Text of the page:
- The Washington Times - Monday, January 3, 2005

From combined dispatches

LONDON — A 10-year-old British girl saved about 100 other tourists from the Asian tsunami by warning them that a giant mass of water was on its way after having learned about the phenomenon weeks earlier at school, a newspaper reported.

“I was on the beach, and the water started to go funny,” Tilly Smith told the Sun during the weekend from Phuket, Thailand.

“There were bubbles, and the tide went out all of a sudden. I recognized what was happening and had a feeling there was going to be a tsunami. I told mummy.”

While other tourists stood and stared as the disappearing waters left boats and fish stranded on the sand, Tilly recognized the danger signs because she had done a school project on giant waves caused by underwater earthquakes.

Quick action by her mother and Thai hotel staff meant Maikhao beach was cleared quickly, just minutes before a huge wave crashed ashore. The beach was one of the few on Phuket island where no one was killed.

Meanwhile, in Chinnakalapet, India, the family pooch is credited with saving a 7-year-old boy.

When her husband screamed “Run away” after spotting the giant waves, Sangeeta had three sons to save, but just two arms. She grabbed the two youngest and ran — reasoning that Dinakaran, 7, had the best chance of outrunning the waves.

When the boy didn’t follow, Sangeeta was crushed by grief, thinking she never would see him again. The family dog ensured she did.

Dinakaran had not followed her but had run to the safest place he knew — the family’s small, concrete-walled hut 40 yards from the shore.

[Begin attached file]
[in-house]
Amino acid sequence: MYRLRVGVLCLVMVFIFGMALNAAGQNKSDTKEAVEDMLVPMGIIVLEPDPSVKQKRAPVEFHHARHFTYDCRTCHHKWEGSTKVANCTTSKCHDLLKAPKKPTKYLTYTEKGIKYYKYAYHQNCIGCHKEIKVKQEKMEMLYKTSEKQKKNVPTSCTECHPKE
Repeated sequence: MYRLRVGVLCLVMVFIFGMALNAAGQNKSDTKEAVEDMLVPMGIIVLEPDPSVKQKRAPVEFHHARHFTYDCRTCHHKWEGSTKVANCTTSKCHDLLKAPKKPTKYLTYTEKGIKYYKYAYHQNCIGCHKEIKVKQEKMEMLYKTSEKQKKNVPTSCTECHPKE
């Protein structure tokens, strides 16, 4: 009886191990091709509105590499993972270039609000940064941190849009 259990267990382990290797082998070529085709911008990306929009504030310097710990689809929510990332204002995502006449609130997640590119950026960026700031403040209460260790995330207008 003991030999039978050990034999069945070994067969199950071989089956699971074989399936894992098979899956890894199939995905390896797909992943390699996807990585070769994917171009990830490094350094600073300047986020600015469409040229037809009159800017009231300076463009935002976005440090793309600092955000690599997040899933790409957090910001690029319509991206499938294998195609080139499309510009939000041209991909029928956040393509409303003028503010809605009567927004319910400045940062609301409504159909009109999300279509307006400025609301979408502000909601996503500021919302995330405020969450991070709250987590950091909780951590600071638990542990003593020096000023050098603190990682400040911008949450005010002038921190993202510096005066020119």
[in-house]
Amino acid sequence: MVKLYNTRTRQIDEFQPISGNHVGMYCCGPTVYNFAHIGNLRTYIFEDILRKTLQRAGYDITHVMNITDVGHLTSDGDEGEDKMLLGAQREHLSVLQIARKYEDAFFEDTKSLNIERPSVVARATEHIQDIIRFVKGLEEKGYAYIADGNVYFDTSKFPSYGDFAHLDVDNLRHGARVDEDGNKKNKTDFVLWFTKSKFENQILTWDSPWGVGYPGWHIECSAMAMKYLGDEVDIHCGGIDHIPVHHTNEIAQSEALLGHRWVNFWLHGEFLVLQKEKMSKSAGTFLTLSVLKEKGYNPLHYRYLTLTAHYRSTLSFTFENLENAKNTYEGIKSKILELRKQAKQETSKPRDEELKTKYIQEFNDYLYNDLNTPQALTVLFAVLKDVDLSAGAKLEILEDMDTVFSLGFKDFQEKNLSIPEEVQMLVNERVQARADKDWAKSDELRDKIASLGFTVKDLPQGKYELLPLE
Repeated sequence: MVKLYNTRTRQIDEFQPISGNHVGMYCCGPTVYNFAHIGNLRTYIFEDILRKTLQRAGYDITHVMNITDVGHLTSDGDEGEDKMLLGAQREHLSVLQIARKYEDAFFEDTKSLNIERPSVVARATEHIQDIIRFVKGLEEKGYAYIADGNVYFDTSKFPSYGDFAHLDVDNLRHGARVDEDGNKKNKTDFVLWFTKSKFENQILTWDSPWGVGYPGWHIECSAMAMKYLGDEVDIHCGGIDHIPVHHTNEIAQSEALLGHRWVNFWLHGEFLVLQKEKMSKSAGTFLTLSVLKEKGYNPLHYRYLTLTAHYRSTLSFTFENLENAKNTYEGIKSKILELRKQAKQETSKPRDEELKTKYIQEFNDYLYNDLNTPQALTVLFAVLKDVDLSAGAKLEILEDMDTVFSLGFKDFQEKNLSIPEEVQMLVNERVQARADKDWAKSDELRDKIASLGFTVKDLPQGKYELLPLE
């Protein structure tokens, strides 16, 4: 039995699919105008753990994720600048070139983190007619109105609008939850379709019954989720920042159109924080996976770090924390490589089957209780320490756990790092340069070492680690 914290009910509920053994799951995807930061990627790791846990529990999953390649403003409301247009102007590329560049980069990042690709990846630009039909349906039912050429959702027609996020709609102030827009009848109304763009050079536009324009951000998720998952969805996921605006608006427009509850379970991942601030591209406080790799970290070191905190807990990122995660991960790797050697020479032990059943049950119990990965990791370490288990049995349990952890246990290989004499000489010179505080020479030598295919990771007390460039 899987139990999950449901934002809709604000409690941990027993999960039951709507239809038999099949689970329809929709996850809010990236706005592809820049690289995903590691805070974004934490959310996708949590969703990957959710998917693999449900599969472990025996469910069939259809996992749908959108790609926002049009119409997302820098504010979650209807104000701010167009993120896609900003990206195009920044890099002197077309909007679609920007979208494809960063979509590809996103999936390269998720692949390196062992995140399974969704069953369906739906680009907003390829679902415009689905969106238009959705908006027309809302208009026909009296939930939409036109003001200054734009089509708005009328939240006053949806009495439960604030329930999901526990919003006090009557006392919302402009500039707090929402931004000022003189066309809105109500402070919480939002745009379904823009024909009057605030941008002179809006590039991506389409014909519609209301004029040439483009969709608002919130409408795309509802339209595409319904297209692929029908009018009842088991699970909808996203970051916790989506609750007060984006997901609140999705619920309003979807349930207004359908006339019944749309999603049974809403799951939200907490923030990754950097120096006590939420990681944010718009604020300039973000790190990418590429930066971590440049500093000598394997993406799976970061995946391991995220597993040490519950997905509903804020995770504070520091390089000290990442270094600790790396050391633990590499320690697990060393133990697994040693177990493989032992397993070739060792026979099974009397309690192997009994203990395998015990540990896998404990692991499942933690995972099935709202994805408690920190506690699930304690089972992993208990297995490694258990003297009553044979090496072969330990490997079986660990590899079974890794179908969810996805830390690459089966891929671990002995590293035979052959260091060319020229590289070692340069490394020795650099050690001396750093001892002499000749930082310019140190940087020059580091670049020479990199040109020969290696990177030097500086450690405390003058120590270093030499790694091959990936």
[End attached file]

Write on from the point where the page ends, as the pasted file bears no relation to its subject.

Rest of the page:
While water lapped at Sangeeta’s heels as she rushed up the hill, the scruffy yellow dog named Selvakumar ducked into the hut after the boy. Nipping and nudging, he did everything in his canine power to get the boy up the hill.

“I had heard from others that the wall of my house had collapsed. I felt sure that my child had died,” the 24-year-old mother said.

Selvakumar looks pretty much like every other mongrel in the village. He hardly ever barks and lets the three boys climb on him and pull his tail without protest. At night, he sleeps among the family members, no matter how many times they throw him out.

Most days, the dog escorts Dinakaran to and from school and spends the rest of the day playing with the other two boys or begging for food.

Dinakaran credited the dog with saving his life.

“That dog grabbed me by the collar of my shirt,” the boy said from under some trees at Pondicherry University, where the family waited for relief aid. “He dragged me out.”

Sangeeta said she wept with joy when she saw her eldest son. She said she thinks some special spirit, perhaps her brother-in-law’s, resides in the dog.



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